News digest

China: China is prepared to extend financial and technical help to Pakistan to build the second phase of the Chashma nuclear power plant. The two countries are said to be in talks about the project.

India: The board of the National Thermal Power Corp. has taken an in-principle decision to re-tender the 1980 MW Seepat thermal project in Chhattisgarh with modifications aimed at attracting bidders. The recently tendered project did not elicit any response from bidders.

India: In an effort to harness the huge hydropower potential in the state, the Jammu and Kashmir government has announced a comprehensive policy for development of small hydroelectric power projects with private sector participation.

India: A fuel supply agreement for the Koodankulam nuclear power plant has been signed between India and Russia Nuclear Power Corp. Work on the two 1000 MWe plants is expected to be completed by 2007.

Japan: GE Wind Energy supplied ten wind turbines for the recently completed 15 MW Hibikinada Wind Energy Farm located on the coast of Hibikinada, Japan.

Japan: Toshiba Corp. and Orix Corp. said they have launched a joint venture in Japan to plan and operate an independent thermal power generation business. The Ube, Yamaguchi prefecture-based new firm, Sigma Power Yamaguchi Corp., has capital of ¥350m of which 66.8 per cent is owned by Toshiba and 33.2 per cent by Orix.

Pakistan: The 1450 MW Ghazi Barotha Hydropower will begin operation on May 15 with testing of its first 290 MW unit and its commercial operation will begin in July. The $2.1bn project will not provide any immediate tariff relief to consumers because it will offset high energy costs from the purchase of thermal power from independent power producers.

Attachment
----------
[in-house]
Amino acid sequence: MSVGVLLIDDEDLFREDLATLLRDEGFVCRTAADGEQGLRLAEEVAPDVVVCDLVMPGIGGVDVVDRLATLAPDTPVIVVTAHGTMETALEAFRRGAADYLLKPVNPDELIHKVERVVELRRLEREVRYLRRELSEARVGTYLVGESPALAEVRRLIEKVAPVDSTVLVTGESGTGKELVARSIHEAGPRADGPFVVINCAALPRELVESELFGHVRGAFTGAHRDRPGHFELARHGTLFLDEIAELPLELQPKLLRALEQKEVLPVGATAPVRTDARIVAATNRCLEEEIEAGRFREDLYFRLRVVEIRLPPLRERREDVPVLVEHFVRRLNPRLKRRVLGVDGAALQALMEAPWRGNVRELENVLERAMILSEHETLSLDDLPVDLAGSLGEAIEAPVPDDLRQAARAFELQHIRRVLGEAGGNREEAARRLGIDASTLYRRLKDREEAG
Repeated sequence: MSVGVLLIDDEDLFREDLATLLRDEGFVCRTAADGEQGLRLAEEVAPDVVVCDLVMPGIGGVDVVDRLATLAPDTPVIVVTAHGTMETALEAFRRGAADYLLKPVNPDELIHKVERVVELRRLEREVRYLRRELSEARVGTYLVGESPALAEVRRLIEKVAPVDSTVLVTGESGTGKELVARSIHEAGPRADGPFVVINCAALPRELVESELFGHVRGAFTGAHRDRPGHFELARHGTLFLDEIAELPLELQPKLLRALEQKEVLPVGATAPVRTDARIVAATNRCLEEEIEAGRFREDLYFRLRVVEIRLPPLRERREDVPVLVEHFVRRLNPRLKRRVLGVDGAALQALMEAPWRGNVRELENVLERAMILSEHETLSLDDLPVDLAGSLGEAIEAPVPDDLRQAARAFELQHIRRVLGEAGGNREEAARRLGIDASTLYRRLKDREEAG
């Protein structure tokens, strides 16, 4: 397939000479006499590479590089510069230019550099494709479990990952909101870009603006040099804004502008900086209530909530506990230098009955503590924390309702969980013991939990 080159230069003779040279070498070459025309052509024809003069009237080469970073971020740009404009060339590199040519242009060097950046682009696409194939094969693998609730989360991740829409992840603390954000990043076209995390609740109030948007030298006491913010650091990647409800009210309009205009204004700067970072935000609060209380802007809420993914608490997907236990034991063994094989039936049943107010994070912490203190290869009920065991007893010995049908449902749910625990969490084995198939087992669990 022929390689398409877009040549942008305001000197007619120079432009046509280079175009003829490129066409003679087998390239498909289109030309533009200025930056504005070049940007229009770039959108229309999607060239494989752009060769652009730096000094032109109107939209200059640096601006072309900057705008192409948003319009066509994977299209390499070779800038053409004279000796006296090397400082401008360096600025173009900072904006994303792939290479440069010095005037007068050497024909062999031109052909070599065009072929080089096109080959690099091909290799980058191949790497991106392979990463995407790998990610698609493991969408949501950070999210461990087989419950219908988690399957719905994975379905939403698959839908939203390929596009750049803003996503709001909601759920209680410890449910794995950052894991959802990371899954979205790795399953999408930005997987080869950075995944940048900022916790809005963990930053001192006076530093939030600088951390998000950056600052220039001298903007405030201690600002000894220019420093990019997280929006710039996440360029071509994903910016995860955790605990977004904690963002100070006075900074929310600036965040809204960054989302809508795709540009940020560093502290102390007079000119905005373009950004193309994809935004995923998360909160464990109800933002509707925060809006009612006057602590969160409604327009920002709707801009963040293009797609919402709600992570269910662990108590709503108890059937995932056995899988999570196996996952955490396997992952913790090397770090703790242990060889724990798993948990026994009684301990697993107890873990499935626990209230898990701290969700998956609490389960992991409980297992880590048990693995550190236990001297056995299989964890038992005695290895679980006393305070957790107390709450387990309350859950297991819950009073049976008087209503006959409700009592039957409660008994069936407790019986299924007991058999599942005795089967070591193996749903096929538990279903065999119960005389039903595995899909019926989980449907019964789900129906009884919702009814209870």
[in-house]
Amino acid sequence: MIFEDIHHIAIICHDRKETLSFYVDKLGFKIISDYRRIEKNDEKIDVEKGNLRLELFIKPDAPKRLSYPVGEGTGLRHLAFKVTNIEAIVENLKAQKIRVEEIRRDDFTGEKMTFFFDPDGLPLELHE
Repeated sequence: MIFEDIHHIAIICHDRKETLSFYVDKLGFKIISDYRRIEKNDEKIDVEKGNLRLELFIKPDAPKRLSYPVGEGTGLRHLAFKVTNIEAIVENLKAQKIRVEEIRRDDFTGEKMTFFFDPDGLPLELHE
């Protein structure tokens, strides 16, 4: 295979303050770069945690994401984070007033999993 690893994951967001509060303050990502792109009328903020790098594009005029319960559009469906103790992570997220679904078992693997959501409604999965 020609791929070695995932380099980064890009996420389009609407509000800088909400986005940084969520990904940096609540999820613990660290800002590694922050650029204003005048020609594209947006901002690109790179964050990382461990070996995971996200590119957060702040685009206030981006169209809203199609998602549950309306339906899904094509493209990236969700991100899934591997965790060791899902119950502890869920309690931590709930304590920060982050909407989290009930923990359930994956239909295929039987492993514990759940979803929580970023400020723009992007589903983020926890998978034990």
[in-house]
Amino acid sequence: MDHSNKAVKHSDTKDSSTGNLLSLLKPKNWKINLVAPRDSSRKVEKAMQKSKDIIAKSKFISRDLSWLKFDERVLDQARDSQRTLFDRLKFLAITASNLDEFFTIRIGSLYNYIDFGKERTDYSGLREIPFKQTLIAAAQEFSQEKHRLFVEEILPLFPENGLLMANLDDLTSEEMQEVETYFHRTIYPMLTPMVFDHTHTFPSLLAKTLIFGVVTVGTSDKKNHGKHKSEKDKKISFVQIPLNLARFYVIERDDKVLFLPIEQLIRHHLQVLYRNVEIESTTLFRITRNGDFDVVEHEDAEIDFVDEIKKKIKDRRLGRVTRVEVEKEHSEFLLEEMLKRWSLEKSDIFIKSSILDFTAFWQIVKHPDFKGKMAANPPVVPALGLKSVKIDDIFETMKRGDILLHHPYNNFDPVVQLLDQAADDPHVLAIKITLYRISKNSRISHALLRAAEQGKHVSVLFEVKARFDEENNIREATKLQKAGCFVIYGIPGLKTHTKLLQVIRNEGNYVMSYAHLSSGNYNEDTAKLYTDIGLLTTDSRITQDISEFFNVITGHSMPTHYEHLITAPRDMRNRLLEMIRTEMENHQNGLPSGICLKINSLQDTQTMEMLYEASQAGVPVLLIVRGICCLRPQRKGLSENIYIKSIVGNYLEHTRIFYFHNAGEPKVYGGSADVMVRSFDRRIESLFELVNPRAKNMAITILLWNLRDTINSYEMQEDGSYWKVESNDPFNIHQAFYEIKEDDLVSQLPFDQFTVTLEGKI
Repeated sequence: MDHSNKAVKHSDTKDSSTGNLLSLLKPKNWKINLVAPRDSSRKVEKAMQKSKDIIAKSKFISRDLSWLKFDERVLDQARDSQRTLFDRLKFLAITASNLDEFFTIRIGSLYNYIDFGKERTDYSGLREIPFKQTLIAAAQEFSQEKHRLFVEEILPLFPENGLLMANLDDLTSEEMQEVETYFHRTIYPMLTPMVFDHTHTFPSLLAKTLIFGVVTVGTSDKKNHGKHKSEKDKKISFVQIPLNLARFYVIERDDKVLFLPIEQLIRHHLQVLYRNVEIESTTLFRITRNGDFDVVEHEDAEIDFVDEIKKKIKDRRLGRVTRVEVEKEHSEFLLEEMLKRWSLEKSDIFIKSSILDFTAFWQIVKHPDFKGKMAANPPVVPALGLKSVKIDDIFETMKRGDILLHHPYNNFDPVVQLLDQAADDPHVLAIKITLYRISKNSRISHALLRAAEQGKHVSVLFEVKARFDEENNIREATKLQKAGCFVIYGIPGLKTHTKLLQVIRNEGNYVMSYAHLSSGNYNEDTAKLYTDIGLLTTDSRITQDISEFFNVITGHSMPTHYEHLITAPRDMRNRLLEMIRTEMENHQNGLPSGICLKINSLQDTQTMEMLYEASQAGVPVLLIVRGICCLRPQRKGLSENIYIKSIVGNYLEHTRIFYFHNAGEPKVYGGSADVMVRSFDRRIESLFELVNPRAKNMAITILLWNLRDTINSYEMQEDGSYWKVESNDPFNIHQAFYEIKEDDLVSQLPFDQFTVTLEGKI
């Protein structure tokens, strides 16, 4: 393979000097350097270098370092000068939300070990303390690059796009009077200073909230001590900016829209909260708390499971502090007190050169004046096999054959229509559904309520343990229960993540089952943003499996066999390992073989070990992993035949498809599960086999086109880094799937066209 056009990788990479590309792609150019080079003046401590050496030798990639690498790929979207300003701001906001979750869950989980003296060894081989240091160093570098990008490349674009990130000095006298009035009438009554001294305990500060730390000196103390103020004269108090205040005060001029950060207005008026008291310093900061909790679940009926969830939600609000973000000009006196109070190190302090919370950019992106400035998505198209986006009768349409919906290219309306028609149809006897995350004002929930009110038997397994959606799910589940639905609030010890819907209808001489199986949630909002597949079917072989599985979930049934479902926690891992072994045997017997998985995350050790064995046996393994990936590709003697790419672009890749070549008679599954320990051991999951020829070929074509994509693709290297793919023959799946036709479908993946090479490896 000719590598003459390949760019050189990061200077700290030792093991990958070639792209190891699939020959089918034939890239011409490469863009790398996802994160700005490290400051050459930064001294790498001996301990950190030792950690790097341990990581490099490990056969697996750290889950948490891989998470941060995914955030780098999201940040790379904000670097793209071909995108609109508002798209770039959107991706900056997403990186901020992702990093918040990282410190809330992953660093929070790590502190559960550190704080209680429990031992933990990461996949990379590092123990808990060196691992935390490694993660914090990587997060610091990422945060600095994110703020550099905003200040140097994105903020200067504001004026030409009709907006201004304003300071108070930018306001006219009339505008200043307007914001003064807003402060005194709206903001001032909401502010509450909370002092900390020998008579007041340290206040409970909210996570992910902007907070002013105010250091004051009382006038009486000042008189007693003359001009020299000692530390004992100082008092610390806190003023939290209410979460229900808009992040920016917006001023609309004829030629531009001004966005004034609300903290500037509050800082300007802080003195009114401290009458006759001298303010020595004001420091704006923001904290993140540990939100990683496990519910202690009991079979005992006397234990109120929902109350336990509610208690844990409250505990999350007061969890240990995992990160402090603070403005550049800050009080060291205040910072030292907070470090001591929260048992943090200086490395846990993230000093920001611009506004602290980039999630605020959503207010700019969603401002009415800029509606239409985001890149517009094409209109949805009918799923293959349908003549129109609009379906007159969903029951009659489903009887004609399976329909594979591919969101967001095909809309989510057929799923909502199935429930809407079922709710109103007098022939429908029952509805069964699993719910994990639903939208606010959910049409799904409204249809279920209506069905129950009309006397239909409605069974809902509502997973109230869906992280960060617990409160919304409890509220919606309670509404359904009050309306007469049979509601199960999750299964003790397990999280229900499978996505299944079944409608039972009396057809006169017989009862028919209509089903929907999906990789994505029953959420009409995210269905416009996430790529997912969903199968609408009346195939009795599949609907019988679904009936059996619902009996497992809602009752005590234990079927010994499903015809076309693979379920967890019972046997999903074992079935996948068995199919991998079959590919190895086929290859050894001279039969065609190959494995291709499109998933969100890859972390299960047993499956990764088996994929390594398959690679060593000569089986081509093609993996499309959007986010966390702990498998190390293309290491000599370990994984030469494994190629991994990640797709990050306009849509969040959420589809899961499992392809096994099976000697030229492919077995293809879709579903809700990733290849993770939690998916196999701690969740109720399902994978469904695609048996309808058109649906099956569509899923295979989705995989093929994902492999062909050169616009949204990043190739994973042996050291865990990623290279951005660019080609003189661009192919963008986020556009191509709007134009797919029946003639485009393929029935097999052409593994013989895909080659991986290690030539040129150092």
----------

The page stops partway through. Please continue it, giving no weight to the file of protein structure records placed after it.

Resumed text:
Philippines: The Power Sector Assets and Liabilities Management Corp. has disclosed that at least nine international power firms have expressed an interest in participating in the bidding for the National Transmission Corp. (Transco).

Sri Lanka: The Japan Bank for International Cooperation has signed loan agreements totalling $289m with the government of Sri Lanka. Part of the loan will focus on the power sector, which is a key economic agenda for Sri Lanka.

Vietnam: The Asian Development Bank has approved a $700 000 technical assistance grant to help Vietnam prepare its Northern Power Transmission project. The project will improve power supplies to Ha Noi, Hai Phong City and Quang Ninh province.

Kepco to build 100 MW Philippines power plant

Korea Electric Corp. (Kepco) has signed an agreement to construct a 100 MW coal fired power plant in Antique, Philippines, Energy Secretary Vincent Perez has confirmed.

The new plant will be based on circulating fluidized bed (CFB) technology and will supply energy to the Island of Panay, which includes the provinces of Aklan, Antigue, Capiz, Iloilo and Guimaras. Kepco hopes to complete the plant by 2006.

The $100m plant will be built under a build own operate contract, giving Kepco the right to operate the plant for 25 years, for which the company expects a 15 per cent yield. The proposed plant will use coal from Caluya, Antique. The use of CFB technology will help to keep emissions low.